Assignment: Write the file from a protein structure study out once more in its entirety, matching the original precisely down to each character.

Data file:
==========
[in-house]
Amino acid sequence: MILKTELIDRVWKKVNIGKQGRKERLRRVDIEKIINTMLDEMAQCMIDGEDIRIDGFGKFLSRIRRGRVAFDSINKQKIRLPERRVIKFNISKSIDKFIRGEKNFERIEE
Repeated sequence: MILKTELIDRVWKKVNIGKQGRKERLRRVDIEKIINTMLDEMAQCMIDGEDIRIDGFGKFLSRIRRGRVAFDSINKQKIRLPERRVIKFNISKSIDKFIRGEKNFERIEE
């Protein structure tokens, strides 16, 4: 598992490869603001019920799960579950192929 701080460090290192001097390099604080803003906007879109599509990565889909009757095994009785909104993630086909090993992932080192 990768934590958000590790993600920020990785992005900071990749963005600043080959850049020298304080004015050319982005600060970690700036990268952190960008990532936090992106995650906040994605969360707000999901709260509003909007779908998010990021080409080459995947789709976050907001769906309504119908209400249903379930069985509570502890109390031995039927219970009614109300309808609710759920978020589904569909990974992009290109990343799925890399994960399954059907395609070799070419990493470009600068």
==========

[in-house]
Amino acid sequence: MILKTELIDRVWKKVNIGKQGRKERLRRVDIEKIINTMLDEMAQCMIDGEDIRIDGFGKFLSRIRRGRVAFDSINKQKIRLPERRVIKFNISKSIDKFIRGEKNFERIEE
Repeated sequence: MILKTELIDRVWKKVNIGKQGRKERLRRVDIEKIINTMLDEMAQCMIDGEDIRIDGFGKFLSRIRRGRVAFDSINKQKIRLPERRVIKFNISKSIDKFIRGEKNFERIEE
């Protein structure tokens, strides 16, 4: 598992490869603001019920799960579950192929 701080460090290192001097390099604080803003906007879109599509990565889909009757095994009785909104993630086909090993992932080192 990768934590958000590790993600920020990785992005900071990749963005600043080959850049020298304080004015050319982005600060970690700036990268952190960008990532936090992106995650906040994605969360707000999901709260509003909007779908998010990021080409080459995947789709976050907001769906309504119908209400249903379930069985509570502890109390031995039927219970009614109300309808609710759920978020589904569909990974992009290109990343799925890399994960399954059907395609070799070419990493470009600068």